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    If someone says something friendly, Be Polite but brief. If you walk by someone who asks, "How's your day going, man?", reply, "It's going well. Thanks." Nod in their direction when you say "thanks," but keep walking. Don't say anything that invites further conversation, such as, "Good. What about yours?" Some people are genuinely being friendly, but other people have bad intentions; this is not the place to learn the difference. If you're a woman and the person being friendly is a man, you might want to be even more terse. Say, "Fine, thanks," and don't smile.
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    If someone confronts you, stay calm and try not to be or look afraid. Observe your surroundings, and start looking for possible help (other pedestrians that look friendly, a place of business that is open, maybe even a police car approaching). If no such help is available, be prepared to defend yourself. Start by memorizing their face, ethnicity, height (compare it to your own), age and any odd marks or tattoos. They may try to take you somewhere less public. Do not follow them into a secluded area even if they have a gun. You have a better chance to survive if you stay put. If they try to take you by force, scream, kick, punch, bite. If they have a gun and all they want is your wallet or valuables, give it to them. Don't try to be a hero, it's not worth your life. Call the cops as soon as you're able to and explain the "who, what, where, when and how".


  • People looking for a victim will typically go after someone who looks timid or lost. Conversely, people who suspect you are a rival may leave you alone when they learn that you are an outsider and have no stake in their conflict. Try to appear calm and confident, but do not act like an insider if you're confronted.
  • Remember that even in bad neighborhoods, most people are just nice, ordinary people who are trying to live their lives. They may have biases, perhaps even against you, but they're also just going about their daily lives. Being polite and respectful can get you a long way.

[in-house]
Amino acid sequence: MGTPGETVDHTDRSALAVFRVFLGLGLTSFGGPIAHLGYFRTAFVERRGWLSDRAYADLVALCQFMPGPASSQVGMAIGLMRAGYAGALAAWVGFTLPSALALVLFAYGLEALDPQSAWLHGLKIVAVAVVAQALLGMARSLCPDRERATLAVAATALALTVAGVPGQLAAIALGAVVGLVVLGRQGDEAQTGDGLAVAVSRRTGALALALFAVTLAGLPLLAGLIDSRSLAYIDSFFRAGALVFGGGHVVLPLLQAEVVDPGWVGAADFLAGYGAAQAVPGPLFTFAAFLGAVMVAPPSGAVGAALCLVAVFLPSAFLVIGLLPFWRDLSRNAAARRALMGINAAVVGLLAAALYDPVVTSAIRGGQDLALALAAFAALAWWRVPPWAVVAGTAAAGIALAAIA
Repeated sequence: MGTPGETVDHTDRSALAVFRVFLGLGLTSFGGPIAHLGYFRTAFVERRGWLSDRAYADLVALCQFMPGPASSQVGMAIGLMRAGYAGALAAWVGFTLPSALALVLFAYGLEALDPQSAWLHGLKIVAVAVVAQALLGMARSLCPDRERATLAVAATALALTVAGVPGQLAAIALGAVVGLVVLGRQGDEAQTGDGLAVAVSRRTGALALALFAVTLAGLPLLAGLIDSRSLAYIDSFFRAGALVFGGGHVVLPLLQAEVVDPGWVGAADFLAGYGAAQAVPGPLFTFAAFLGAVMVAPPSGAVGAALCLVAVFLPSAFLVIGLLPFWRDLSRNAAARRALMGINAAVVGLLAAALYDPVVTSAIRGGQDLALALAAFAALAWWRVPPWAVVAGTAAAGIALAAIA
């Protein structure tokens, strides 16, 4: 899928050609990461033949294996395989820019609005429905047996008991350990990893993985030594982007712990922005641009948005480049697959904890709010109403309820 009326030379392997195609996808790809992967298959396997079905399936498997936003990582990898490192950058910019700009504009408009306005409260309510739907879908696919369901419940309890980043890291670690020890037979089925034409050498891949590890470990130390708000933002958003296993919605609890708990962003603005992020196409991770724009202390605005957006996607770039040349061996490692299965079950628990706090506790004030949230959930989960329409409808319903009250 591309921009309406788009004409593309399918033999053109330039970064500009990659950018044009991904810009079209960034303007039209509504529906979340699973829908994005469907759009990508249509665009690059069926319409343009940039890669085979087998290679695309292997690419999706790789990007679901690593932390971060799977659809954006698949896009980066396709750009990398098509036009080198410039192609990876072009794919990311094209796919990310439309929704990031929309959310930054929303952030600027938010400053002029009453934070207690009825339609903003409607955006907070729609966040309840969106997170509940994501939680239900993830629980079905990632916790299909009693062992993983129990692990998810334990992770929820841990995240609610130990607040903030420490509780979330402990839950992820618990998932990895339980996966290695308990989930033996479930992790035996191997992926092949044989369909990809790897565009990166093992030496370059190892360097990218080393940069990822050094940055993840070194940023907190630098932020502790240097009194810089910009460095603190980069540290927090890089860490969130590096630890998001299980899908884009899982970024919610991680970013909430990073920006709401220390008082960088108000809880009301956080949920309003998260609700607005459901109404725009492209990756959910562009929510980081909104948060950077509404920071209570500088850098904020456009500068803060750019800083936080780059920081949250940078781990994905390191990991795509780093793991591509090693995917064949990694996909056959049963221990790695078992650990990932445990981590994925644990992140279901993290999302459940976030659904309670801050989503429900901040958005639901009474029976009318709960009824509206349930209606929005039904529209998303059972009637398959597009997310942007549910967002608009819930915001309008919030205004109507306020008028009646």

• Making a "mugger's wallet" to drop so you can run away is a good idea.
  • As a woman, don't be surprised if guys look you up and down like they're undressing you with their eyes. They might even call out to you, or say something about you (good or bad) as you're walking by. Ignore them. It happens to the women who live there and they usually ignore it too. Don't smile, don't say "thanks", don't say "I can't believe you just said that about me!".
  • Trust your instincts. If a situation, person, or location feels wrong or makes you nervous, get away as quickly and unobtrusively as possible. It's better to walk away, even if it seems overly cautious, than stay in a situation that might become dangerous.
  • Plan your route several days in advance and familiarize yourself with places along the way that could be dangerous and need to be avoided. Conduct any business quickly: the less time you have to spend somewhere the better, especially in a bad area. Leave the same way that you came and make no additional stops that are not absolutely necessary.
  • Carry a subway or bus map and look at it secretly so that you don't appear lost and you can find your way on your own.
  • Carry needed supplies with you in case you are stuck somewhere.
  • Walk confidently and look forward with your head up. You will look more sure of yourself and surrounding areas. This will make you less of a target.


  • Stairs, elevators, and parking garages should be avoided altogether if you're getting a bad vibe from the neighborhood.
  • All of these steps will be harder to follow if you're intoxicated. Going into a bad, unfamiliar neighborhood without your senses fully intact is as street stupid as it gets.
  • Don't try to talk like the locals. It's better to be quiet and speak sparingly with your own accent. If you try to use local slang or accent, and you don't pull it off, people might think you're being condescending or downright insulting. At the very least they'll think you're stupid.
  • This should be obvious, but definitely don't use any headphone device such as an mp3 player or bluetooth headset. These items are not only a target for thieves but also critically lessen your awareness of the environment around you, making you an easy target. Likewise, keep cell phone use to a minimum.
  • If you can, learn self-defence. Having fear, doing what the bad person/bad people wants or/and says, being passive (not acting and not being bold) and running away does not make the bad people (monsters) go away (although if you can, make an escape but only if the bad person doesn't hit you otherwise you have to defend yourself no matter what and fight but do choose to run away if there are multiple attackers or/and if the attacker has a weapon and the attacker is at a far distance and always call the police if any bad person/bad people physically harms you or/and tries to physically harm you in any way no matter what) and stop being the victim and take responsibility for your life and life choices and fight because otherwise you will no longer have a life because you gave your life and your personal power to the attacker.